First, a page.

July 23, 2017 by jiejie768
Over the past few days I’ve shared a bit of the history of Kids at the Crossroads as well as what the program does on a day-to-day basis. I highly encourage you to read those two posts as they outline the crux of what KATC is all about. Also, please consider donating to the program, as it lives on the generosity of donors and as little as $5 can feed all 120 kids for a day.
Without further ado, here is Part 3 of my KATC series:
Part 3: KATC, beyond the day-to-day
In addition to the amazing things that take place each and every school day at Kids at the Crossroads, the program also has several annual events (in and out of town) that extend its reach beyond Carmen Alto and into the Ayacuchan countryside. As none of these events took place during our recent visit, I will briefly summarize them and then link to the posts I wrote in 2012-2013 when Meg and I (and various family members) DID participate.
First the stuff GeGe does each year for the students in the program:
- The annual “Fiesta de La Navidad” (Christmas party): This is exactly what it sounds like. A huge Christmas party for the entire program. The festivities generally start with some kind of special meal, which is more involved than the daily sandwiches given out each day. When we were there it was pollo a la brasa with papas con qapchi alongside vats of chicha morada (delicious corn punch made by Hilda!). Following the meal, there is a concert performed by each grade featuring a blend of Peruvian and American Christmas carols. As a result of this particular tradition, “Mi Burrito Sabanero” and “Cholito Jesus” are staples in the Anderson/Johnston household while refrains of heavily accented “We Wish You a Merry Christmas” can be heard throughout Carmen Alto each December. Also, I much prefer the Spanish “El Tamborilero” to the English “Little Drummer Boy.” The year we were there for Christmas, the kids got to take a tour of the town in the big, yellow, double-decker tour bus that Alejandro drove. However, the tourcompany has since left town, and I’m not sure what, if any, activity has replaced the joyride. Finally, as they leave the party, kids are allowed to choose one toy to take home as their Christmas present from GeGe.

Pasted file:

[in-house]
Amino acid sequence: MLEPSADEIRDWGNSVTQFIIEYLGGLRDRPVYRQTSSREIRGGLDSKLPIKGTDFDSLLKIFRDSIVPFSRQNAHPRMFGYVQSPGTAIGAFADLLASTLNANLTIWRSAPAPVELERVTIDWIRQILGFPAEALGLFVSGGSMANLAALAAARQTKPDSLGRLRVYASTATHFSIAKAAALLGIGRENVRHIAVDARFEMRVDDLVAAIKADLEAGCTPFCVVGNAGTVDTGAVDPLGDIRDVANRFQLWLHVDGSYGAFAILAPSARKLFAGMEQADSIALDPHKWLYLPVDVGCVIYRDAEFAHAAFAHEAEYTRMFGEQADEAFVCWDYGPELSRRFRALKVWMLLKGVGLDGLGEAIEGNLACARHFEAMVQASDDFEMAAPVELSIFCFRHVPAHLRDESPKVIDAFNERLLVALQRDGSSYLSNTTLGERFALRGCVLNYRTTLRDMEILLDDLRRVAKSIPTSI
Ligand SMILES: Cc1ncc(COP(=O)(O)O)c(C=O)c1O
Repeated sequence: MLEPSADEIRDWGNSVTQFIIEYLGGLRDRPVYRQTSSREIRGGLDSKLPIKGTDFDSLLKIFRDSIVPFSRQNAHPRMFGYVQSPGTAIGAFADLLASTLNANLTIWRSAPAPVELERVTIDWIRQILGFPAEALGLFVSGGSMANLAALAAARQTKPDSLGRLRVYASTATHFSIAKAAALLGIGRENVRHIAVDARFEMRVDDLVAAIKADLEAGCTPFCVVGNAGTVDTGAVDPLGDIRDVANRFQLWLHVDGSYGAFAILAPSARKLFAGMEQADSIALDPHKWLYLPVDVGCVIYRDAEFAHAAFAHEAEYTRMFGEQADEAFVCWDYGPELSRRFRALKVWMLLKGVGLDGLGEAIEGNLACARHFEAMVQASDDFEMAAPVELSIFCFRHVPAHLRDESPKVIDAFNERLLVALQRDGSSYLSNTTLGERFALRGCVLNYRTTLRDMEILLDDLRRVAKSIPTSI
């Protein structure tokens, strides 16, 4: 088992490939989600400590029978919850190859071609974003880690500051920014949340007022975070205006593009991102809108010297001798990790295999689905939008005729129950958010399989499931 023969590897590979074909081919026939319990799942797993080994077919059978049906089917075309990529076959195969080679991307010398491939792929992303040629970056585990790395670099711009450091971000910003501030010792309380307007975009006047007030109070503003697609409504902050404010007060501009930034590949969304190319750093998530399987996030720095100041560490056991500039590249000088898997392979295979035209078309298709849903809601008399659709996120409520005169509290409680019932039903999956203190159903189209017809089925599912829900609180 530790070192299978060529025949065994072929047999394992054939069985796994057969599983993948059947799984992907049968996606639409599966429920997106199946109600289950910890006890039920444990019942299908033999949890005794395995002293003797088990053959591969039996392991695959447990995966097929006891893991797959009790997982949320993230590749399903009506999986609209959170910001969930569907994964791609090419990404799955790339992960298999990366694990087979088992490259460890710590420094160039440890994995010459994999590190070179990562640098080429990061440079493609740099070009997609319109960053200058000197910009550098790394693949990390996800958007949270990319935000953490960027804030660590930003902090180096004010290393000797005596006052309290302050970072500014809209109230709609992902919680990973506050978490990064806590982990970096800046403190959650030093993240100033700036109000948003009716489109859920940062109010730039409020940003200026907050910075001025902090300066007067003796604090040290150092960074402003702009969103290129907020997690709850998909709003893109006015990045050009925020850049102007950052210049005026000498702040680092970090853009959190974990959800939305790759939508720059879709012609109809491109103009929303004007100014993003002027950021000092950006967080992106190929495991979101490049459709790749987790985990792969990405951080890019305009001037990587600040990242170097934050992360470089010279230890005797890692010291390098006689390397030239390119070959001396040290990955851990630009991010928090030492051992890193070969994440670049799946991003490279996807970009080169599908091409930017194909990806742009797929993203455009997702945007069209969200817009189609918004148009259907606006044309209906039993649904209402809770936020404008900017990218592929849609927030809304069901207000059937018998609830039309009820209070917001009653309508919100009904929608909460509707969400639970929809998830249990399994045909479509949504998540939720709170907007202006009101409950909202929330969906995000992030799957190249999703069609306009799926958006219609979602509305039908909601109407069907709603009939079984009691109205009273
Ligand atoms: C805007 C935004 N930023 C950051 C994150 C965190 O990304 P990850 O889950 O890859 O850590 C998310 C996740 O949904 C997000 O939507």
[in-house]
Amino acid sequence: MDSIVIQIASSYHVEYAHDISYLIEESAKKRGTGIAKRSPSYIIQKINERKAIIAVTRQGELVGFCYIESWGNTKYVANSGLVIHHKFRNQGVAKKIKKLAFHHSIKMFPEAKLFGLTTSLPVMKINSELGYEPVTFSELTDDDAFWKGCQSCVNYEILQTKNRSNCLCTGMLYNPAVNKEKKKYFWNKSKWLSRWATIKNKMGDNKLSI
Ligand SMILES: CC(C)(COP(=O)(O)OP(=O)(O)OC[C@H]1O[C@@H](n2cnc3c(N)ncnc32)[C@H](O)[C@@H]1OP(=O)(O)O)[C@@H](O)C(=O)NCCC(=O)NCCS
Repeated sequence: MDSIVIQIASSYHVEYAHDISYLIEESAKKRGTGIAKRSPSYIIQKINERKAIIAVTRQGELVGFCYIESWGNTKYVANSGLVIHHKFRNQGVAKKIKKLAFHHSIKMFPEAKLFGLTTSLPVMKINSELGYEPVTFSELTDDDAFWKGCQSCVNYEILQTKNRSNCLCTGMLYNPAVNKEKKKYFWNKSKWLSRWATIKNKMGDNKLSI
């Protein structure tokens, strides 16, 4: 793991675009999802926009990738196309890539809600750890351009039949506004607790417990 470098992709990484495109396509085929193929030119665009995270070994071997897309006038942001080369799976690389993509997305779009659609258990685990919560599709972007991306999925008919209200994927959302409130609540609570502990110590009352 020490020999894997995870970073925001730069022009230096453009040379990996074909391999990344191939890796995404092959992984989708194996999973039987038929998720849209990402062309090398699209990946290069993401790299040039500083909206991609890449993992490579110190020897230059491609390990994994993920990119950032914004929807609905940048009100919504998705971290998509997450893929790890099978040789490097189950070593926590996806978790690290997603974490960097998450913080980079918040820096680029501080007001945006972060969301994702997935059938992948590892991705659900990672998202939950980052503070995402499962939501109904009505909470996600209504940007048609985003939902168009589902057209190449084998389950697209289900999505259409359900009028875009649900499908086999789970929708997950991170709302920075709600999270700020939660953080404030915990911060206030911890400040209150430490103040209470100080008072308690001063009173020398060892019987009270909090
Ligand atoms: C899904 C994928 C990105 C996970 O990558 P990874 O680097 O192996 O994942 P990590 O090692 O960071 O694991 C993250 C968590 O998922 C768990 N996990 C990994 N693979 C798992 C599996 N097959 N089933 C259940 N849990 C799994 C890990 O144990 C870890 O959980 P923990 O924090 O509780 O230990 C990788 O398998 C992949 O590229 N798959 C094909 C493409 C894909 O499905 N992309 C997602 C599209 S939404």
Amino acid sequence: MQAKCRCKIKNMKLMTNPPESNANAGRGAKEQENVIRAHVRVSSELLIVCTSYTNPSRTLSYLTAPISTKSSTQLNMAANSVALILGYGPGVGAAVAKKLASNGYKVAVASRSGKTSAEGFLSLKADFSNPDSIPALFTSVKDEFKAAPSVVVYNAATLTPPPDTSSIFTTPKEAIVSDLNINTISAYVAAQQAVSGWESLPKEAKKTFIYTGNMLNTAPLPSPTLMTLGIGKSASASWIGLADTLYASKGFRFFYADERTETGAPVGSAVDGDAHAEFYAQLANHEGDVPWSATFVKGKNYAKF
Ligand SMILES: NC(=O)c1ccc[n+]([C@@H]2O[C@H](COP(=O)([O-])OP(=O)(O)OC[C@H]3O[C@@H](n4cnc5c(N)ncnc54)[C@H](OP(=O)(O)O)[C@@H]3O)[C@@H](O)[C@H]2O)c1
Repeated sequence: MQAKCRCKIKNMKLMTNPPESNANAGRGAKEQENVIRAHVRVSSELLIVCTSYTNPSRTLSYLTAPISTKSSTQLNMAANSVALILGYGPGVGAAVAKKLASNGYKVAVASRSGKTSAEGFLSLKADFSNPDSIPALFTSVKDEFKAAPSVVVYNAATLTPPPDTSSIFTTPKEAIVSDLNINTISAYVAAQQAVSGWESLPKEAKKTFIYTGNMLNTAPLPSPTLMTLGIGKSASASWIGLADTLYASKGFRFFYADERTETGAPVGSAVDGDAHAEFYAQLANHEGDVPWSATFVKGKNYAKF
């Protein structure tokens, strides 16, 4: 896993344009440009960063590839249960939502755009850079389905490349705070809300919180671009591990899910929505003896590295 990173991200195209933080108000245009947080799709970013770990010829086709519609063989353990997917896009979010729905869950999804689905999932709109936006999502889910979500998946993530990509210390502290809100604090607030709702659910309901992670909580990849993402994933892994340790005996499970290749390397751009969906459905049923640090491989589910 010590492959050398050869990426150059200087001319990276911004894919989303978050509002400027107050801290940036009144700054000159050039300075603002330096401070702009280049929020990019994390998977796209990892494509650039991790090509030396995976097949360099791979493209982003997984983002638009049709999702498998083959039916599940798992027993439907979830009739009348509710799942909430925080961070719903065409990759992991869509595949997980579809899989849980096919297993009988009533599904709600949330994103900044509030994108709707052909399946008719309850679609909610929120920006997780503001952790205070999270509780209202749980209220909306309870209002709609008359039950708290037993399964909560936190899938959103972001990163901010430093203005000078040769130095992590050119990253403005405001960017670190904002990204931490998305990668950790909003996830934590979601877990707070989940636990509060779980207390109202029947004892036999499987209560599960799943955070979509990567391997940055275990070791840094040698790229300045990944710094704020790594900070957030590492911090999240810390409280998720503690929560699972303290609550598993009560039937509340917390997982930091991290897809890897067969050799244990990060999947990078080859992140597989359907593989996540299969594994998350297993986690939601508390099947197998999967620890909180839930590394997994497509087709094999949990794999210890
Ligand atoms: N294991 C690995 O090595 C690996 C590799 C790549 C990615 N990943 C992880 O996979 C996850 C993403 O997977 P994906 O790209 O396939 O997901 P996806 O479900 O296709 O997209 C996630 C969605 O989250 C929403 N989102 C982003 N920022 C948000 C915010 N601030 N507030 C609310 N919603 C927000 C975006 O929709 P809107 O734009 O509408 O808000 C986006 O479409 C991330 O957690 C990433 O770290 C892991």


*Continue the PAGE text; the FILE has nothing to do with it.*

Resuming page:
- La Féria de Utiles (school supply fair): Each March, before the start of the Ayacuchan school year, GeGe goes down to the market and buys mountains of school supplies and hosts a supply fair at the program. Kids “pay” for the supplies using “soles” (not actual money) earned by, essentially, attending the program regularly and behaving while there. I don’t remember exactly how it works, but I’m going to trust that I laid it out in the link provided in this section’s title. I do know kids also earn weekly points, which correlate to “soles” as well. These can be used daily to buy school supplies (as well as things like soap, toothpaste, and other personal hygiene materials) at the “Mercado KATC” on a much smaller scale. The annual fair is meant to provide kids with the major supplies they’ll need for the upcoming year.
- El paseo (field trip): This annual event was arguably my very favorite day of the year during our previous visit. Each year around the program’s anniversary, GeGe hires a few buses, rents an outdoor-recreation area near the river a bit outside of town, and shuttles all the kids out for a day of fun in the sun and water. Pollo a la brasa and chicha play a major role in this event as well. I won’t say much more, here, but please click the link to read about the paseo Meg and I got to experience (or at least check out the photos of kids having the time of heir lives!).
In addition to the above events, GeGe also sponsors a handful of trips up into some of the (very poor and VERY isolated) mountain villages surrounding Ayacucho. Briefly, they are:
- Christmas visits: Along with the party for the students at KATC, the program also plays Papa Noel (Santa Claus) to hundreds of children in mountain villages throughout the countryside. In addition to bringing a toy for each kid, they also supply a chocolate milk and piece of paneton to every child they encounter. These trips are amazing, and I’m so glad Meg and I got to participate in them during our previous visit (even if it didn’t go exactly according to plan … we still love you Alejandro!). This is usually a two-day event, though I think GeGe has changed the route for the second day in the years since Meg and I tagged along.
- Supply delivery: Similar to the Christmas visits, this event sees GeGe and staff travel far up into the mountainsides to deliver necessary school supplies to many of the same villages they visit during the Christmas trips. This event took place during my mom’s visit to Ayacucho when Meg and I last were here, so GeGe got to give her sister a little taste of life in the rural Andes.
I had planned to include a description of Meg’s and my role as part of this post, but (as ever) it’s a bit longer than I intended, so I will end here for today. Look for a post in the next day or two wrapping up this series and thanks for reading (and donating)!